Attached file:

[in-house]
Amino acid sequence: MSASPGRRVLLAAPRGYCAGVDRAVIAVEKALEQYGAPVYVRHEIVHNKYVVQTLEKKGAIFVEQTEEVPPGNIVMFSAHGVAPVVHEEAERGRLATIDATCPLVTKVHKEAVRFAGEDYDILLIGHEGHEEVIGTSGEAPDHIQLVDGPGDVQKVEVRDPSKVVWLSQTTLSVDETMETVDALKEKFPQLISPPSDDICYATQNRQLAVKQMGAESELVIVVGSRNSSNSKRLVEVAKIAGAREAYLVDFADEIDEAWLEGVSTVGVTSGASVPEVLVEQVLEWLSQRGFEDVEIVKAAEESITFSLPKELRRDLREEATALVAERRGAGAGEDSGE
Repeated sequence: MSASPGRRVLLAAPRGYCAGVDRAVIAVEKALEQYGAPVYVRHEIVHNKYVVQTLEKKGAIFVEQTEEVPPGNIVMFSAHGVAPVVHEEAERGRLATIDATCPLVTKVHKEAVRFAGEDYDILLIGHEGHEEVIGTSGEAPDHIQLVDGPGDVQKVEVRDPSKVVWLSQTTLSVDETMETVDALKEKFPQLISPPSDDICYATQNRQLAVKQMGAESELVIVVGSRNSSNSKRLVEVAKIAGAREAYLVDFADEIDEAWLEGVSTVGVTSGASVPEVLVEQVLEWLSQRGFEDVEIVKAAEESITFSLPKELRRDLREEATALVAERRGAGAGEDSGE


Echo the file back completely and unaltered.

[in-house]
Amino acid sequence: MSASPGRRVLLAAPRGYCAGVDRAVIAVEKALEQYGAPVYVRHEIVHNKYVVQTLEKKGAIFVEQTEEVPPGNIVMFSAHGVAPVVHEEAERGRLATIDATCPLVTKVHKEAVRFAGEDYDILLIGHEGHEEVIGTSGEAPDHIQLVDGPGDVQKVEVRDPSKVVWLSQTTLSVDETMETVDALKEKFPQLISPPSDDICYATQNRQLAVKQMGAESELVIVVGSRNSSNSKRLVEVAKIAGAREAYLVDFADEIDEAWLEGVSTVGVTSGASVPEVLVEQVLEWLSQRGFEDVEIVKAAEESITFSLPKELRRDLREEATALVAERRGAGAGEDSGE
Repeated sequence: MSASPGRRVLLAAPRGYCAGVDRAVIAVEKALEQYGAPVYVRHEIVHNKYVVQTLEKKGAIFVEQTEEVPPGNIVMFSAHGVAPVVHEEAERGRLATIDATCPLVTKVHKEAVRFAGEDYDILLIGHEGHEEVIGTSGEAPDHIQLVDGPGDVQKVEVRDPSKVVWLSQTTLSVDETMETVDALKEKFPQLISPPSDDICYATQNRQLAVKQMGAESELVIVVGSRNSSNSKRLVEVAKIAGAREAYLVDFADEIDEAWLEGVSTVGVTSGASVPEVLVEQVLEWLSQRGFEDVEIVKAAEESITFSLPKELRRDLREEATALVAERRGAGAGEDSGE